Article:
The middle layer of middle management has the job of making the connections between the bottom and top layers and, fundamentally, ensuring that the guys on the ground, who are particularly important in the police, fit in with the strategy and do the right job.

Alison McInnes made one very important point, although she was not the first to do so. The other issue is accountability, which must mean the accountability of the appropriate people at the appropriate level. To assert that everything is working well because it is being done through chief constables at force level is surely to mislead. The reality is that we need to have accountability at the appropriate local level, and I suggest that that will often be superintendent and inspector level.

There I must leave it.

Photo of Kenny MacAskill Kenny MacAskill Scottish National Party

I thank Mike Rumbles for securing the debate and I accept the spirit and ethos that have been shown by him and every other member who has contributed. Every elected member has at heart the interests of the police and services that they provide in our communities, although perhaps there has been more heat than light in some of the things that have been said.

I begin by reminding members that we are consulting on police reform and that the sustainable policing project, which is led by Detective Chief Constable Neil Richardson, is in the process of putting more quantitative and qualitative detail on the various options. A decision has not been made. That will be for any new Administration after the election.

We have heard some interesting and thoughtful contributions from all parties today. We have also heard some understandable, but not insurmountable, concerns about local policing and about centralisation and accountability, particularly—although not uniquely—under the single-force model. However, we have also heard some political scaremongering from people who are well aware of the financial challenges that are facing us, but who seem to ignore the necessity for reform.

We have heard from members who appear to believe that a policing structure that was created more than 35 years ago is still the best model for Scotland. Can a model that creates barriers and boundaries between forces really deal with threats and crime that pay no attention to such boundaries? Scotland is significantly changed from what it was 35 years ago.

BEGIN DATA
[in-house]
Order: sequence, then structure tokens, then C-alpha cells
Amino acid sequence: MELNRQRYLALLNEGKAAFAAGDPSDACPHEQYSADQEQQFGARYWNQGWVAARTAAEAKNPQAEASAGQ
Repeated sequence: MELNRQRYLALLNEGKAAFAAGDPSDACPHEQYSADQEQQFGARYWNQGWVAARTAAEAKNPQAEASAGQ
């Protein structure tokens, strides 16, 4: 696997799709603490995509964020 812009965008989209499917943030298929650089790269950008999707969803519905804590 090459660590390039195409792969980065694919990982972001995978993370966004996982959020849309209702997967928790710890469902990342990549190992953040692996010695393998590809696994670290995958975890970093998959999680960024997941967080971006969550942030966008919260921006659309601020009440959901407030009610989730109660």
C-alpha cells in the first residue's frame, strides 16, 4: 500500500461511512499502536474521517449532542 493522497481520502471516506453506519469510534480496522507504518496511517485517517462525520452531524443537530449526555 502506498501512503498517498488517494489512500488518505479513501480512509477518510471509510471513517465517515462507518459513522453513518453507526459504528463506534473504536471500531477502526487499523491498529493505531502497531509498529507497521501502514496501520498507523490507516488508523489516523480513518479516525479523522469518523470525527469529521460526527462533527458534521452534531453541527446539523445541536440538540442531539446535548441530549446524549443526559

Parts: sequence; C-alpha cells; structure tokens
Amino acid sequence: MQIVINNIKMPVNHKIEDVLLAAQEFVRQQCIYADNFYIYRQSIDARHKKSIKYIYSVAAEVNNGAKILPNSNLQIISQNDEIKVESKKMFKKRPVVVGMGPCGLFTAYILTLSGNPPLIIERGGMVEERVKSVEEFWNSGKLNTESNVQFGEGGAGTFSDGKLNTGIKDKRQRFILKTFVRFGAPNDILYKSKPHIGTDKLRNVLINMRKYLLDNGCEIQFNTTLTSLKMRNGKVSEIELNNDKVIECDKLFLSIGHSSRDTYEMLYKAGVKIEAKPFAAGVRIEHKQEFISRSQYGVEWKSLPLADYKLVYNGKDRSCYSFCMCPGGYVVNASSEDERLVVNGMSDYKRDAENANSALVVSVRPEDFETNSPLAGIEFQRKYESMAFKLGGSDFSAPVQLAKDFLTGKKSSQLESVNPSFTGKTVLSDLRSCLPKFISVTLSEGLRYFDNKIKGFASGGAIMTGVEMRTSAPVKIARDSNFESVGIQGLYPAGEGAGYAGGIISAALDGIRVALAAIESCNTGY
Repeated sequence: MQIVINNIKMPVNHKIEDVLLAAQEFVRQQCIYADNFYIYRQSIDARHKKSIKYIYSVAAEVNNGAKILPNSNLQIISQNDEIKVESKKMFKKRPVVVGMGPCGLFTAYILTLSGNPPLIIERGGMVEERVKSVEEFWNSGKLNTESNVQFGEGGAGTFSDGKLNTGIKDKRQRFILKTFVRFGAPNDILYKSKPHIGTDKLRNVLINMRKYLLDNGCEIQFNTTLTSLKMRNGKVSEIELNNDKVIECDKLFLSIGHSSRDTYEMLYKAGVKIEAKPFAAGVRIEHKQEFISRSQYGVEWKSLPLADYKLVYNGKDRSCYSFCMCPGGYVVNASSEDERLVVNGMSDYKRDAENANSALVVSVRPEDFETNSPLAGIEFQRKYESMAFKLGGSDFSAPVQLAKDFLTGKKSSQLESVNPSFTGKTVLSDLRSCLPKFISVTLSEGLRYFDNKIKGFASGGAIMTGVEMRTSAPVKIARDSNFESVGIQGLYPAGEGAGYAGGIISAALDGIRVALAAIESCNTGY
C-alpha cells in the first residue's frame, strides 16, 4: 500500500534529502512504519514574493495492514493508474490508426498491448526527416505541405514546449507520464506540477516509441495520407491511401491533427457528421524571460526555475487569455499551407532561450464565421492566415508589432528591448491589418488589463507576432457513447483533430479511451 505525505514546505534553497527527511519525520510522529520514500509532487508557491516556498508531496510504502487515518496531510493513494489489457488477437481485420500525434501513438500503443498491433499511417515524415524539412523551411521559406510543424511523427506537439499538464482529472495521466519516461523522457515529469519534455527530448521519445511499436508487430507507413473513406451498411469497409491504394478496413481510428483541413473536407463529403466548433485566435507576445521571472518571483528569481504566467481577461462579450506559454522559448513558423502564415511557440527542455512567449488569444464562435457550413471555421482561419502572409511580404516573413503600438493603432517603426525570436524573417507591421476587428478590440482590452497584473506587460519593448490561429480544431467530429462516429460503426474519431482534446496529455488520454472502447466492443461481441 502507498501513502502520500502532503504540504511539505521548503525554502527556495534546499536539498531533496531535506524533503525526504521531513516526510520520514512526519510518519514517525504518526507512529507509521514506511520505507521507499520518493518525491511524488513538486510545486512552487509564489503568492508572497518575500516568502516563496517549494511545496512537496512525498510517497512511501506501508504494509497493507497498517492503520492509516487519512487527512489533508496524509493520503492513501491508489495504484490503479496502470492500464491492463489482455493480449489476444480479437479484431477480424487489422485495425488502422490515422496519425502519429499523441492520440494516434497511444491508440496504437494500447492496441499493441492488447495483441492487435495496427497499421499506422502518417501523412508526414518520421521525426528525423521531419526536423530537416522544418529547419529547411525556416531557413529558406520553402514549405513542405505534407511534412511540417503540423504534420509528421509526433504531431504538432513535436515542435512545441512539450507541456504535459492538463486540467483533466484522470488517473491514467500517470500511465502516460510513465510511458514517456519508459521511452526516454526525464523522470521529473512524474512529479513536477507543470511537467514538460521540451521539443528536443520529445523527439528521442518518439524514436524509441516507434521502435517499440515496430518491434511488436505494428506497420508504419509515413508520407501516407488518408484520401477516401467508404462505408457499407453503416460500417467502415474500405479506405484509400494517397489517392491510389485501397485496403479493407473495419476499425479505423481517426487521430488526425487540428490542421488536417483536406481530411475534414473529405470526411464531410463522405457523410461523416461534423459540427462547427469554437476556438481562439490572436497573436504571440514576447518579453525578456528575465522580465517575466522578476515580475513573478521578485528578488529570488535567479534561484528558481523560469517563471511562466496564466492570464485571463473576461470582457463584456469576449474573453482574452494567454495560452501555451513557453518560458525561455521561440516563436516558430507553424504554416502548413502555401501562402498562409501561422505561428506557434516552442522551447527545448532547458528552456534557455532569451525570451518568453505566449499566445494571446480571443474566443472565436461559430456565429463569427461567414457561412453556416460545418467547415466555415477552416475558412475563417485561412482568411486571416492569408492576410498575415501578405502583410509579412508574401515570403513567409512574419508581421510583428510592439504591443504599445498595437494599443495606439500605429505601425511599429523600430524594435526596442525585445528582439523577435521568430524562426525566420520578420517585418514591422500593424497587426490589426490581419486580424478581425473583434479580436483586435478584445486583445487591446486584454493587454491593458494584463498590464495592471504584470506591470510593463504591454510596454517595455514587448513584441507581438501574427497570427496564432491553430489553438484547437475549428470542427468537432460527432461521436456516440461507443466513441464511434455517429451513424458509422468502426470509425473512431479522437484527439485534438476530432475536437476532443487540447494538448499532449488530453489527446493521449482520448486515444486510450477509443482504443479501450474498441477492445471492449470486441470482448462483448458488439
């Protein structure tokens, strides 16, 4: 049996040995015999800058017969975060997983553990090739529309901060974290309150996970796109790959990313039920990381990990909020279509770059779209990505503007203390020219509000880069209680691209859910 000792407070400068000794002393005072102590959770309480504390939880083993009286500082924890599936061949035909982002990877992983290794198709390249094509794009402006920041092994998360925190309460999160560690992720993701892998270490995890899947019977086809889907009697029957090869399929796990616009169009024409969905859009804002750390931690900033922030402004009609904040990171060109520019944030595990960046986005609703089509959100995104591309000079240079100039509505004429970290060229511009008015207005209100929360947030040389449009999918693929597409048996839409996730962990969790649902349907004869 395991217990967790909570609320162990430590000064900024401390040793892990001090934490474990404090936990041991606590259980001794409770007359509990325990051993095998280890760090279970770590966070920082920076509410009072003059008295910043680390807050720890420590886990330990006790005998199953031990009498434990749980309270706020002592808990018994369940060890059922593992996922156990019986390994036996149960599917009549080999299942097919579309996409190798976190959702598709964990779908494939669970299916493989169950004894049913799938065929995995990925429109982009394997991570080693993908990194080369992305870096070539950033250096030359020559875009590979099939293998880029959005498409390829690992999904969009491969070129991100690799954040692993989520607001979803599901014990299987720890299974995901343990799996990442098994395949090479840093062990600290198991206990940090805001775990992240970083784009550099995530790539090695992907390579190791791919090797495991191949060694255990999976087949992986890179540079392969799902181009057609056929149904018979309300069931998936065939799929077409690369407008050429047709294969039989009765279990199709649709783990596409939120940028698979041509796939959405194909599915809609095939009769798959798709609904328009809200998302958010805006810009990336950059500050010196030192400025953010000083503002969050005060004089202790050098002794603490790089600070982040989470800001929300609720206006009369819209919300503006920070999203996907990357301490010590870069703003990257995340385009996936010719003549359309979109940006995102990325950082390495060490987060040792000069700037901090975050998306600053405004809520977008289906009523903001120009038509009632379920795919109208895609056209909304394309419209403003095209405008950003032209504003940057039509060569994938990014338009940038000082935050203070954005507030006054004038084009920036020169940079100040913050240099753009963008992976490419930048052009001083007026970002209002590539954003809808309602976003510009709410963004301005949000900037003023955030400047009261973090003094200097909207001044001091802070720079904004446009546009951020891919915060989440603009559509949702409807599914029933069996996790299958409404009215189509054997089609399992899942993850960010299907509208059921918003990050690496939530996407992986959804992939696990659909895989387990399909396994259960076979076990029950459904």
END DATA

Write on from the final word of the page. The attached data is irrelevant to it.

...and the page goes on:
Is it right that forces have to call on each other to get access to specialist resources to help to deal with major incidents? Is it right that such support is often provided on an informal or ad hoc basis, or that forces are spending valuable time and resources on agreeing contracts and service agreements with each other?

Even Strathclyde’s chief constable has said that Strathclyde Police would be unable to cope with a major terrorism incident without assistance from other forces. If the largest force in Scotland cannot cope on its own, how can the seven smaller forces hope to cope?

Photo of Robert Brown Robert Brown Liberal Democrat

I think that I am right in saying that, when a certain incident occurred not so long ago in the north of England, a substantial amount of assistance was given by Strathclyde Police and other Scottish police forces. There are going to be cross-border issues anyway in major incidents, so why is that incompatible with the current structure?

Photo of Kenny MacAskill Kenny MacAskill Scottish National Party

Mutual aid is always provided when it is requested. That happened during the dreadful shootings in Cumbria. As I understand it, Strathclyde Police covered the M6 down to Lancaster as Cumbria’s forces were mobilised within the community.

We are talking about a terrorism incident and we have faced one in Scotland, although many of us were deluded into thinking that it would not happen. We should listen to Strathclyde’s chief constable when he says that he does not think that his force could cope with a major incident. We were extremely fortunate and well served by police and other individuals in a personal and work capacity at the Glasgow airport incident, but we must prepare.

Does a regional structure that preceded the Scottish Parliament, having been invented 20 years before unitary councils and 30 years before community planning, provide the right kind of national and local accountability? Is the structure really right for the partnership working and local engagement that is vital to safer communities?